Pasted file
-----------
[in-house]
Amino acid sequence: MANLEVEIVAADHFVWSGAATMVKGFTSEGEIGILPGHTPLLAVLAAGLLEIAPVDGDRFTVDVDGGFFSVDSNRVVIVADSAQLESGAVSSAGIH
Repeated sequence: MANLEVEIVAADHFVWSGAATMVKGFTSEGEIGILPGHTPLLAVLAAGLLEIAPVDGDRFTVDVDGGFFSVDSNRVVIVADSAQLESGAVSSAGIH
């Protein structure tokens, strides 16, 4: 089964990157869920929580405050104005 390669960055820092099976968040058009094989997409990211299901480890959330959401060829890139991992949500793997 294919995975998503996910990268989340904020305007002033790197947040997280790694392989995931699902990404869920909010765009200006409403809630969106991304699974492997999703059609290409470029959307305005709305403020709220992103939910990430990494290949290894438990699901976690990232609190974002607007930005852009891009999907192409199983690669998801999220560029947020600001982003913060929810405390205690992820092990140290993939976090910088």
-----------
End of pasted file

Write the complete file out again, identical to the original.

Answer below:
[in-house]
Amino acid sequence: MANLEVEIVAADHFVWSGAATMVKGFTSEGEIGILPGHTPLLAVLAAGLLEIAPVDGDRFTVDVDGGFFSVDSNRVVIVADSAQLESGAVSSAGIH
Repeated sequence: MANLEVEIVAADHFVWSGAATMVKGFTSEGEIGILPGHTPLLAVLAAGLLEIAPVDGDRFTVDVDGGFFSVDSNRVVIVADSAQLESGAVSSAGIH
């Protein structure tokens, strides 16, 4: 089964990157869920929580405050104005 390669960055820092099976968040058009094989997409990211299901480890959330959401060829890139991992949500793997 294919995975998503996910990268989340904020305007002033790197947040997280790694392989995931699902990404869920909010765009200006409403809630969106991304699974492997999703059609290409470029959307305005709305403020709220992103939910990430990494290949290894438990699901976690990232609190974002607007930005852009891009999907192409199983690669998801999220560029947020600001982003913060929810405390205690992820092990140290993939976090910088």